Sign Up / Sign In News Culture Health Music Videos Goods Dispensaries SESH Store
About Us, Terms Of Service, Privacy Policy

© 2017 MERRY JANE. All Rights Reserved.

Oregon Makes Simple Possession of Any Drug a Misdemeanor

"We can't continue on the path of building more prisons when often the underlying root cause of the crime is substance use."

Share Tweet

This week, Oregon Governor Kate Brown signed a bill into law that makes simple possession of any drug a misdemeanor rather than a felony. The new law, which takes effect immediately, means that first-time drug offenders will face smaller fines and less jail time, as well as getting a better chance at receiving treatment. The law also requires police to record demographic information on anyone that they stop for questioning, in an attempt to curtail racial profiling.

Proponents of the law believe that sending drug addicts to treatment facilities is a more effective deterrent than incarcerating them. "We are tying to move policy toward treatment rather than prison beds," said state Sen. Jackie Winters, supporter of the bill. "We can't continue on the path of building more prisons when often the underlying root cause of the crime is substance use."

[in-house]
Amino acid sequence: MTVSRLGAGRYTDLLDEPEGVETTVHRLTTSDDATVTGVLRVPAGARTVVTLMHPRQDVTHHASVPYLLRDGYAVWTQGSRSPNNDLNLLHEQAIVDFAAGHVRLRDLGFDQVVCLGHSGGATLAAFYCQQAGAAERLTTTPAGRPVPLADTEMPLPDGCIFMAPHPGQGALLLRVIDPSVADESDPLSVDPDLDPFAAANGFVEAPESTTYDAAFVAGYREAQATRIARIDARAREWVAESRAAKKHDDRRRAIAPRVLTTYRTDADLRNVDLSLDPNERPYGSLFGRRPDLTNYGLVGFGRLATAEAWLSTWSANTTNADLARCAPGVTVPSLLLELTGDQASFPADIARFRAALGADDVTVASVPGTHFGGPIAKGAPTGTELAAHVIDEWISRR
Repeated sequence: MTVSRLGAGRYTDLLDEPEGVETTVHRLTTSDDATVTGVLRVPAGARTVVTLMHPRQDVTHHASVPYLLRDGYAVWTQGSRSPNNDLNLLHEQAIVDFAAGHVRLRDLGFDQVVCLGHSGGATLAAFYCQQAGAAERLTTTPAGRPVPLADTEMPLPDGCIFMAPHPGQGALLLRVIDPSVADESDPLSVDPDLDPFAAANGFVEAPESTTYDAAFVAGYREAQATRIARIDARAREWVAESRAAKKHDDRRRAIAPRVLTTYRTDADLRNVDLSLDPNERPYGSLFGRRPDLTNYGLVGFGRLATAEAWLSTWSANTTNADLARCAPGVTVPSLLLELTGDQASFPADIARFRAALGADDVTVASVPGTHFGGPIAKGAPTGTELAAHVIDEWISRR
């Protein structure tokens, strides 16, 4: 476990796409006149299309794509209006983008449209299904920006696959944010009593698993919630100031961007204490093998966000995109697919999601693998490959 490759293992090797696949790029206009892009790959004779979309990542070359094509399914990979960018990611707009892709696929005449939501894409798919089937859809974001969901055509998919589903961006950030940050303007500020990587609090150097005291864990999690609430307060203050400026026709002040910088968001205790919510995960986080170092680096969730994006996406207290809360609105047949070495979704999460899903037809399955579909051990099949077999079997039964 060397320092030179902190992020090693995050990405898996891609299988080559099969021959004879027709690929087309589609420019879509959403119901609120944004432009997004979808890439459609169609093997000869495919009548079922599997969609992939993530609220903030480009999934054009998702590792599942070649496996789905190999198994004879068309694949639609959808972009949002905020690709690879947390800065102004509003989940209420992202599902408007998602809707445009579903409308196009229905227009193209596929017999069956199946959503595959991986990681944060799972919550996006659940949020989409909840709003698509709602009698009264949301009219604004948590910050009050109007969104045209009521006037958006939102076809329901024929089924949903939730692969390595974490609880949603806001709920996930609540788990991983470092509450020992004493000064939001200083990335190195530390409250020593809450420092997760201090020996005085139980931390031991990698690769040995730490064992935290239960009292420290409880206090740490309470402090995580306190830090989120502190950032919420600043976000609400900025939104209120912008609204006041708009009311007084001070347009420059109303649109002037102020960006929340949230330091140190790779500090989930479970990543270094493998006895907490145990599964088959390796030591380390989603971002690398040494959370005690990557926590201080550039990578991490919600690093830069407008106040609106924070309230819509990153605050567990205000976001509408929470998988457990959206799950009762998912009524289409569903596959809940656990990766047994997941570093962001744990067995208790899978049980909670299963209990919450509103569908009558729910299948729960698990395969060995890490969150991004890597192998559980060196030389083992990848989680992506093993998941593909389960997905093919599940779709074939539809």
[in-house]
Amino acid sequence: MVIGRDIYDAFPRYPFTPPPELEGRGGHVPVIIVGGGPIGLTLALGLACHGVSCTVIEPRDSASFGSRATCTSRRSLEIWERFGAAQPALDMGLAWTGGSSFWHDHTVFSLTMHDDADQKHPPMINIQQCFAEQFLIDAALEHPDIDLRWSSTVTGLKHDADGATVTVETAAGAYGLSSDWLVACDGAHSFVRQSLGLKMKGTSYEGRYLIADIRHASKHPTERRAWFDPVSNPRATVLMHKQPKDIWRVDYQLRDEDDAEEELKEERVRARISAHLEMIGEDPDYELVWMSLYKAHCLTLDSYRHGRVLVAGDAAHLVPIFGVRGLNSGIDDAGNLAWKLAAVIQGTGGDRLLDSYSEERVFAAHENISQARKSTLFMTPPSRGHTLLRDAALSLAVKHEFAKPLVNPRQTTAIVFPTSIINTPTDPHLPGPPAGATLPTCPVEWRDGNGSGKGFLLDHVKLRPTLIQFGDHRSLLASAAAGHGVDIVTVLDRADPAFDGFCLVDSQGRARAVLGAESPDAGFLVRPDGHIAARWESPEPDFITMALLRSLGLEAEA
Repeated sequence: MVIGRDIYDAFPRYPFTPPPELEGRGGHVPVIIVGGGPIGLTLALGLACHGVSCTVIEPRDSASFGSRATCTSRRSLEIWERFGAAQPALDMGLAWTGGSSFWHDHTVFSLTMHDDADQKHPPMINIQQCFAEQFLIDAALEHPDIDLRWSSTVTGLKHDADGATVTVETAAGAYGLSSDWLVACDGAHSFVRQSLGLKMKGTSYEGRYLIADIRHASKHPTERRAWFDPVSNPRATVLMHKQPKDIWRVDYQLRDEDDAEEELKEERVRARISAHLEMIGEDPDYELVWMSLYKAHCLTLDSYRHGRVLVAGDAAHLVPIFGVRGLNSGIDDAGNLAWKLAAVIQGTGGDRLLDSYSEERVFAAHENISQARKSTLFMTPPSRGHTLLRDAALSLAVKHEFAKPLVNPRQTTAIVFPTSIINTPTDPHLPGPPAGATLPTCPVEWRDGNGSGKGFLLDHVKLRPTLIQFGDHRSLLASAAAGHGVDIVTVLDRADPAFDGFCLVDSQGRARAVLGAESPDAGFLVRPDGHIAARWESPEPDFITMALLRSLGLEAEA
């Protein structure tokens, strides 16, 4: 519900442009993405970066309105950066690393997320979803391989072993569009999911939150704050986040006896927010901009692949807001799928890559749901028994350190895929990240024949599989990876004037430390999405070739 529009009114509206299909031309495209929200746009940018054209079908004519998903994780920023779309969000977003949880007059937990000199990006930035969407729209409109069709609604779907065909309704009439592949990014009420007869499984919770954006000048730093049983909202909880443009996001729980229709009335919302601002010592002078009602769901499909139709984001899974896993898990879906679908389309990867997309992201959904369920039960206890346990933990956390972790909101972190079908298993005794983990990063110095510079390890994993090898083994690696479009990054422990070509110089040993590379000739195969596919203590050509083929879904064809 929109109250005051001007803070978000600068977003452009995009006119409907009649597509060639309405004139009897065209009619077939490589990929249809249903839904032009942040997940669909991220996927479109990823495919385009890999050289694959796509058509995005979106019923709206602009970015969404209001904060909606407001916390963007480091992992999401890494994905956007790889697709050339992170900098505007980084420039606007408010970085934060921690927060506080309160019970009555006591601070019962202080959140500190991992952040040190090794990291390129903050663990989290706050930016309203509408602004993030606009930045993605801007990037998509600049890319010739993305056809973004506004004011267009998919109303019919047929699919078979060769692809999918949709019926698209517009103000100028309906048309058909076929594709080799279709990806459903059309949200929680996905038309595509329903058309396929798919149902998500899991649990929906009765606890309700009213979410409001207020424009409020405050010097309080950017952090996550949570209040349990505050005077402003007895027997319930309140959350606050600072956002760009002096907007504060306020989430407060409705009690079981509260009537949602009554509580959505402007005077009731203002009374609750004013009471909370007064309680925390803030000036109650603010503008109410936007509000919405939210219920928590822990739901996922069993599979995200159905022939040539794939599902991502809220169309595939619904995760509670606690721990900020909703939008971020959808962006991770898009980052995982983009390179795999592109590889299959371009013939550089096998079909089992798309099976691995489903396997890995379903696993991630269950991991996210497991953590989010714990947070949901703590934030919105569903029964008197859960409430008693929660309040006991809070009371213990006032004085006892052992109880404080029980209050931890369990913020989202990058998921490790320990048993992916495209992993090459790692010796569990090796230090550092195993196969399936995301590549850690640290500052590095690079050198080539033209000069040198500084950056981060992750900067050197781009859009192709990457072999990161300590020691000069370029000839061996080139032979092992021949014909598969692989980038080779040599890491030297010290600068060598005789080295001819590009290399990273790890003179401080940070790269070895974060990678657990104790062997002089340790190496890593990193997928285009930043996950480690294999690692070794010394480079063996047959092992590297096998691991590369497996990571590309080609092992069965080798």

The Oregon Association Chiefs of Police and the Oregon State Sheriffs’ Association also supported the bill, noting that felony convictions can block access to housing and employment. In a letter supporting the bill, Kevin Campbell, executive director of the Oregon Association Chiefs of Police, wrote that “felony convictions in [drug possession] cases also include unintended and collateral consequences including barriers to housing and employment and a disparate impact on minority communities."

However, the letter also warns legislators that the new law “will only produce positive results if additional drug treatment resources accompany this change in policy.” “Reducing penalties without aggressively addressing underlying addiction is unlikely to help those who need it most.”

Legislators also approved another measure that appropriates $7 million for drug treatment.